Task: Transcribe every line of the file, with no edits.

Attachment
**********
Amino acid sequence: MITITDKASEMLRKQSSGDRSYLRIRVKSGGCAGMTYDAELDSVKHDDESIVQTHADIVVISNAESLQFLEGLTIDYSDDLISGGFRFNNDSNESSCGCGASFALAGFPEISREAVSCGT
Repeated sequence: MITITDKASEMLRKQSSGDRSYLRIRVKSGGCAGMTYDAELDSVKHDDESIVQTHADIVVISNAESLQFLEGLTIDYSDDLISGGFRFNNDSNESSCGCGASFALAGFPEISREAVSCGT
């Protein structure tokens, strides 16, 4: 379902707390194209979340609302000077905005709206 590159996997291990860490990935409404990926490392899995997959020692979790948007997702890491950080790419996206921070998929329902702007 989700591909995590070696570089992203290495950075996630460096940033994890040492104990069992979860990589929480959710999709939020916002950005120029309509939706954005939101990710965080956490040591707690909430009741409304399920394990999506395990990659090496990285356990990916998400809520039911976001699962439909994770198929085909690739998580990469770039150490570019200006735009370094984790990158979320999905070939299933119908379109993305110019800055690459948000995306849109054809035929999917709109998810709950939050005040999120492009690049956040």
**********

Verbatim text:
Amino acid sequence: MITITDKASEMLRKQSSGDRSYLRIRVKSGGCAGMTYDAELDSVKHDDESIVQTHADIVVISNAESLQFLEGLTIDYSDDLISGGFRFNNDSNESSCGCGASFALAGFPEISREAVSCGT
Repeated sequence: MITITDKASEMLRKQSSGDRSYLRIRVKSGGCAGMTYDAELDSVKHDDESIVQTHADIVVISNAESLQFLEGLTIDYSDDLISGGFRFNNDSNESSCGCGASFALAGFPEISREAVSCGT
């Protein structure tokens, strides 16, 4: 379902707390194209979340609302000077905005709206 590159996997291990860490990935409404990926490392899995997959020692979790948007997702890491950080790419996206921070998929329902702007 989700591909995590070696570089992203290495950075996630460096940033994890040492104990069992979860990589929480959710999709939020916002950005120029309509939706954005939101990710965080956490040591707690909430009741409304399920394990999506395990990659090496990285356990990916998400809520039911976001699962439909994770198929085909690739998580990469770039150490570019200006735009370094984790990158979320999905070939299933119908379109993305110019800055690459948000995306849109054809035929999917709109998810709950939050005040999120492009690049956040």